E-learning content comes in many shapes and sizes, depending on the industry, the course content, and the learning community. Below we list popular e-learning content types that are translated to increase their international reach:
SCORM-compliant courses: SCORM stands for Shareable Content Object Reference Model. It refers to a set of technical standards that ensure e-learning courses are programmed in such a way that they will work with any learning management system (LMS). Typically for such courses, once the translation is done and approved, it is made SCORM-compliant and delivered to the client.
Extensible markup language (XML)-based training programs: XML-based distance learning courses are a popular form of web-based instruction. They allow you to cater to diverse audiences who are usually multilingual.
Certification programs: As the online classroom becomes more viable, remote learning is taking off like never before. Professionals are signing up for continuous learning programs. Many universities, including Ivy League institutions, are offering free as well as full degree programs online. The demand for these programs comes from not only North America, but also Europe, Africa, and Asia.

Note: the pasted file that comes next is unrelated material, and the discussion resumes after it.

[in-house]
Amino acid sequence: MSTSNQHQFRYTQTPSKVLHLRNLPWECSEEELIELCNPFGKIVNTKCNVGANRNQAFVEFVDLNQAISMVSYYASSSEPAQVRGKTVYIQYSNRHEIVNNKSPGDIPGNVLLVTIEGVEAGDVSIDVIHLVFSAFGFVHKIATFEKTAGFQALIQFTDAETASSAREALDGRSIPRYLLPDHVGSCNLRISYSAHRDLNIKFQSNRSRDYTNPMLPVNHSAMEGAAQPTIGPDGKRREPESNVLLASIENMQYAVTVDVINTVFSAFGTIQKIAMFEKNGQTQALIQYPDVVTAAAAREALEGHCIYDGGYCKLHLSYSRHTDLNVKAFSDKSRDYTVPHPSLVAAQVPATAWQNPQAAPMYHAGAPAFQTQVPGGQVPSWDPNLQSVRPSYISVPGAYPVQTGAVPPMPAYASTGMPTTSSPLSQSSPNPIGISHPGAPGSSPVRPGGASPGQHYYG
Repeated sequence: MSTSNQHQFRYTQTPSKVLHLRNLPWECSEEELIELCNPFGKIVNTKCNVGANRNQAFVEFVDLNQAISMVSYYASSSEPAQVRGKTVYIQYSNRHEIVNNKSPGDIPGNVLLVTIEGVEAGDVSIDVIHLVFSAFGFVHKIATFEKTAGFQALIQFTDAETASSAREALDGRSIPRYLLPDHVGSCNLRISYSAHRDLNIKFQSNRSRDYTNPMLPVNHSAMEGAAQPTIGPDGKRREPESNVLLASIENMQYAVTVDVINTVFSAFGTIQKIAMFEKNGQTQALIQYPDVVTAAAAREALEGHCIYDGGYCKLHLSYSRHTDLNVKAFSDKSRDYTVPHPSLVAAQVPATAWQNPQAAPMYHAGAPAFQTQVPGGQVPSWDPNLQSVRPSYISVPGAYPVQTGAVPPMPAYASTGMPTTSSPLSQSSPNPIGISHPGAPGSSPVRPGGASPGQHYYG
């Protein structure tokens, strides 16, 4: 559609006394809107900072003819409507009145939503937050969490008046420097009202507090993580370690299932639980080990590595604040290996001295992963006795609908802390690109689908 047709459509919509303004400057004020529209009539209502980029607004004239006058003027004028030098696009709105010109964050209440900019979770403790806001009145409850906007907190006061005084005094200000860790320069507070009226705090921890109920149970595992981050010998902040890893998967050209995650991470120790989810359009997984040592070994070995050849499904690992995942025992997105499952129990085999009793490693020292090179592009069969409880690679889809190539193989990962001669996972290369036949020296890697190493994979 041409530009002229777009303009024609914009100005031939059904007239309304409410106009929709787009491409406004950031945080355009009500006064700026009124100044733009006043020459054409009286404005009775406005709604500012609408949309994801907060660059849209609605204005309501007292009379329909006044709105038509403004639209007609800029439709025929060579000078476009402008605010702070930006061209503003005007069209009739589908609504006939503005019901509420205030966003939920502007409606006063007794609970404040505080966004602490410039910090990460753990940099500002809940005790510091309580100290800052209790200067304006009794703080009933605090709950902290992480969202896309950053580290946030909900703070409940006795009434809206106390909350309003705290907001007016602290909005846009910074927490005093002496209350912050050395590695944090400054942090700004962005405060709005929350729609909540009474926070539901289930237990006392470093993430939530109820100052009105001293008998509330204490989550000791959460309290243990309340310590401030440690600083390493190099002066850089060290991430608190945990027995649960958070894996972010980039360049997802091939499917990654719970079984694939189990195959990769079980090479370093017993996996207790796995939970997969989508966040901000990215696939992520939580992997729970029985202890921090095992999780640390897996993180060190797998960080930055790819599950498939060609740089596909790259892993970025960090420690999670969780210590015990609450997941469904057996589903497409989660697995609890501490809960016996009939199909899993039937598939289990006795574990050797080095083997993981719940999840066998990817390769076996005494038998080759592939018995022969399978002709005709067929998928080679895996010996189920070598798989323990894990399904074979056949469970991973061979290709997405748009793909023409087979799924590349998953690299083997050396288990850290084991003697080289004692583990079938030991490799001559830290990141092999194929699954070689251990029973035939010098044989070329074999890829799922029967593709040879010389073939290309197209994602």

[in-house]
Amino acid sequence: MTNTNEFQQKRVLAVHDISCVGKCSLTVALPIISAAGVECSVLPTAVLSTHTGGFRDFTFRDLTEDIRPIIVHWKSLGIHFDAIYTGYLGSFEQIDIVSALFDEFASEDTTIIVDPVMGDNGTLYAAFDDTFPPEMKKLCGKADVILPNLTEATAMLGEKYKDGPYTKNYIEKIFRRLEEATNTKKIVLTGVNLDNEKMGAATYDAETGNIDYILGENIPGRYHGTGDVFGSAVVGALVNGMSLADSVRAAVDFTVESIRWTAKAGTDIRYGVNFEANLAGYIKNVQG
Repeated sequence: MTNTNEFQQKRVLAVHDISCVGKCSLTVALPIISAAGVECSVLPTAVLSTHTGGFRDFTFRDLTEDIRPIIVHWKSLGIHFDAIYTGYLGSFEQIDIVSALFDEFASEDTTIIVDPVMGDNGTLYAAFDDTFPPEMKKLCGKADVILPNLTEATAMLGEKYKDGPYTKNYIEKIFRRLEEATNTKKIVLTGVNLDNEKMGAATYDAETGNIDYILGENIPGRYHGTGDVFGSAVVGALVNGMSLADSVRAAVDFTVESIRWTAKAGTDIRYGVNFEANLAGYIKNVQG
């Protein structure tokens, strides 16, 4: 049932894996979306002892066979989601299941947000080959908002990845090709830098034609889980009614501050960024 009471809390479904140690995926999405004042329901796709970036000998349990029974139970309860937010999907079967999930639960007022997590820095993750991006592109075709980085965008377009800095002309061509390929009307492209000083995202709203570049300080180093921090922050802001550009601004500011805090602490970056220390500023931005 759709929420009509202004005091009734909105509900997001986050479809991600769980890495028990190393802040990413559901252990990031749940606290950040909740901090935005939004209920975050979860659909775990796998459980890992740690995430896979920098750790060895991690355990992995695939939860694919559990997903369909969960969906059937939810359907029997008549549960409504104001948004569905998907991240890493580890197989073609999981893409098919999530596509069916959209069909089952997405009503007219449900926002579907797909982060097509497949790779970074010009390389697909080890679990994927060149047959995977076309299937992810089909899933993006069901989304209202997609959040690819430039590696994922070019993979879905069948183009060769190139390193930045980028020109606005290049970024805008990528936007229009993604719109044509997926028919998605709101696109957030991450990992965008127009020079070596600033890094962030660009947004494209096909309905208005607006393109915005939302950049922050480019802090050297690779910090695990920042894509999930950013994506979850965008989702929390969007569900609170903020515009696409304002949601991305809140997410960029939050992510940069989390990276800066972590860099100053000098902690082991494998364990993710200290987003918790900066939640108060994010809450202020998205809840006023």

Classroom-based instruction material: These are usually add-ons to the curriculum rather than the main tool to deliver the curriculum. They may consist of videos, software, or other Internet-based resources.
PowerPoint presentations and webinars: They are often used to train staff in the workplace either on new products, upgrades, or for orienting new staff. As workforces become global, these too need to be translated.
Audio scripts: Audio narration is frequently used in training to provide a rich learning experience and hold the learner’s attention. Voice-overs or subtitles are usually used to translate audio scripts.
Video-based learning: Online courses from the likes of Coursera, Lynda.com, and Khan Academy are often entirely build on video. These platforms aim to provide the highest quality education to the greatest number of people, hence making it inevitable for them to think beyond English.
Assessments/exams: It’s not just the training modules, but also the tests and questionnaires that have to be translated and localized, keeping in mind cultural differences.